In the past week, the Abbott government has revealed a new package of anti-terrorism laws targeting Australian jihadists returning from Iraq and Syria that aroused the resentment of several Islamic community representatives. Recently, ASIO chief David Irvine decided to meet with a team of Arab-speaking journalists in Sydney in an attempt to communicate his message, which centred on the distinction between a War on Terror and a War on Islam.

The number of Australians fighting in the Mesopotamia plateau has been estimated to be as high as 150, though there are about 60 estimated to be fighting in Syria and Iraq. In order to deal with the potential threat posed by these 150 radicals and radical wannabes, the Coalition has promised ASIO and other intelligence agencies $630 million. It has also proposed a set of measures that would enlarge the already extensive powers of the whole security apparatus.

In the parallel media frenzy, dual citizens and young Australians with a Middle Eastern background have been under the spotlight, to the extent the government is contemplating the possibility of revoking the Australian citizenship of those who join proscribed foreign terrorist groups.

But what about national armies? A legal loophole — generated by the distinction between terrorist organisations and national armies — seems to allow an Australian to fight with the Israeli Defence Forces or the Syrian Arab Army and return home, after having received much more professional training than he or she would as a militant from the Islamic State (IS) in Iraq.

“That’s true,” Irvine told those assembled, including your correspondent. “But if you raise the case of the Syrian army specifically, that’s a problem, because the Syrian government is operating under the UN sanctions and it would be a crime for an Australian to break those sanctions.” Whereas in the case of the Israeli military, the unlikelihood of any UN sanction imposed on the Jewish state would preserve it as a free port for Australian volunteers. “The Israelis are not yet under sanctions,” Irvine clarified. “If there were UN sanctions to be imposed on the Israelis … and I don’t know whether it would happen … then there could be a problem.”

The veteran ASIO chief brought along the legal text with the clauses relevant to the ban on Australians wishing to join foreign national armies under UN sanctions. Irvine specified that “the Iraqi government is not subject to sanctions, so if you have a dual Australian-Iraqi citizenship, you could go there and join the Iraqi armed forces.”  The Shiite militias known for committing crimes under the cloak of the Iraqi military are consequently allowed to recruit Australian militants.

In the broader picture affecting all Australians, the new anti-terrorism laws could allow up to two years of retention of the metadata stored by internet and telephone companies in order to make them available to the intelligence agencies. This has predictably ignited fears about ASIO abusing its monitoring powers to violate civil liberties.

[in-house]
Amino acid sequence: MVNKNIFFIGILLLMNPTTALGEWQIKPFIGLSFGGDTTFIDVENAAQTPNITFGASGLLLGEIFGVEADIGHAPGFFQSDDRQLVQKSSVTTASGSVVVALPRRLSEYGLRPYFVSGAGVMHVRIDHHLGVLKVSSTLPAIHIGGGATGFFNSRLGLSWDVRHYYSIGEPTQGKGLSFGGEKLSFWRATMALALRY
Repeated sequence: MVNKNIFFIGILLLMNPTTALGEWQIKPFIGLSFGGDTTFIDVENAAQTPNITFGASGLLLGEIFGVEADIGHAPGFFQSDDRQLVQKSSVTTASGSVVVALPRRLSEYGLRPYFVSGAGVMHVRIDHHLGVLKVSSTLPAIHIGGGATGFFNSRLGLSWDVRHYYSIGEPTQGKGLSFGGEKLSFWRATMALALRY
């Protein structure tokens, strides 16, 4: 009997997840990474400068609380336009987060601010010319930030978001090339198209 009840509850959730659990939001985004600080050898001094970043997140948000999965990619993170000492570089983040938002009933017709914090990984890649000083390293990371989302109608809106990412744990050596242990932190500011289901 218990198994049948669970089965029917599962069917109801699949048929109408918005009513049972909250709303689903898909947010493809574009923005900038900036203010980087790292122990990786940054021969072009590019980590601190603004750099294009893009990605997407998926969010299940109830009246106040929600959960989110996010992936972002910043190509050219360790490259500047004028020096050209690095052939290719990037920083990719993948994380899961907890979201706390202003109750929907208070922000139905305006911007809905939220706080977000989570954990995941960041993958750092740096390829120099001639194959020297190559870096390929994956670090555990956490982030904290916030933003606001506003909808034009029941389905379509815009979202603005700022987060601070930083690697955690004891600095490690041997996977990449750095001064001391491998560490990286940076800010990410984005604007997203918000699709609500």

At the roots of such concerns, there are actually some disturbing precedents like the so-called Five Eyes Agreement revealed in 2013, when former NSA contractor Edward Snowden leaked documents related to a meeting held by British, American, Canadian, Australian and New Zealand intelligence agencies in 2008. In the views of the ASIO chief, however, Australia’s legal system prevents its intelligence agencies from abusing their powers and makes them different from the American NSA with regards to mass surveillance programs. “Our legal system is different, the rules according to which I can get information on citizens are different from the US,” says Irvine. “We call it the principle of proportionality: for me to intrude into your private life, I have to be very convinced that you’re of concern and that allows me to get that far into your private life.”

The top spy is in a good mood and he goes on explaining the controversial issue of metadata retention on a blackboard. “There are two forms of data: this is the envelope and those are the data contained in the letter,” says Irvine while sketching on the white surface, “the information contained in the envelope is very important, because if I see a known terrorist is in communication with another Australian, that other Australian becomes very interesting to me for obvious reasons.”

“Now these metadata are actually kept by the telephone company, in the United States they are kept by the government,” explains Irvine, “I have the right to go to the telephone company and ask to look at that particular piece of information and I don’t need a warrant for that.”

A neat presentation about metadata clarified on a blackboard: the message conveyed looked like “It’s all so simple, nothing hidden, you just have to trust us.” In Irvine’s words, the historical curriculum of ASIO stands as a guarantee that its powers will remain subject to the rule of law. “We are not creating a police State, also because we already have extensive powers and in the ten years that we’ve had those powers [since 9/11] we’ve never been accused of abusing them. We’ve never been proved to have abused them.”

David Irvine’s proud reference to the last ten years stands in contradiction with ASIO’s history, including its kidnapping and false imprisonment of the medical student Izhar Ul-Haque in 2007, who was under investigation for allegedly training with a proscribed Pakistani terrorist group. Even when ASIO did not enjoy these “extensive powers”, between the ’50s and the ’70s, the files the agency opened on “students, unionists, Aboriginal activists, and writers and as many as half a million other citizens” could hardly be classified as anything other than an abuse of power to monitor political dissent. Needless to say, this was not included in Irvine’s presentation.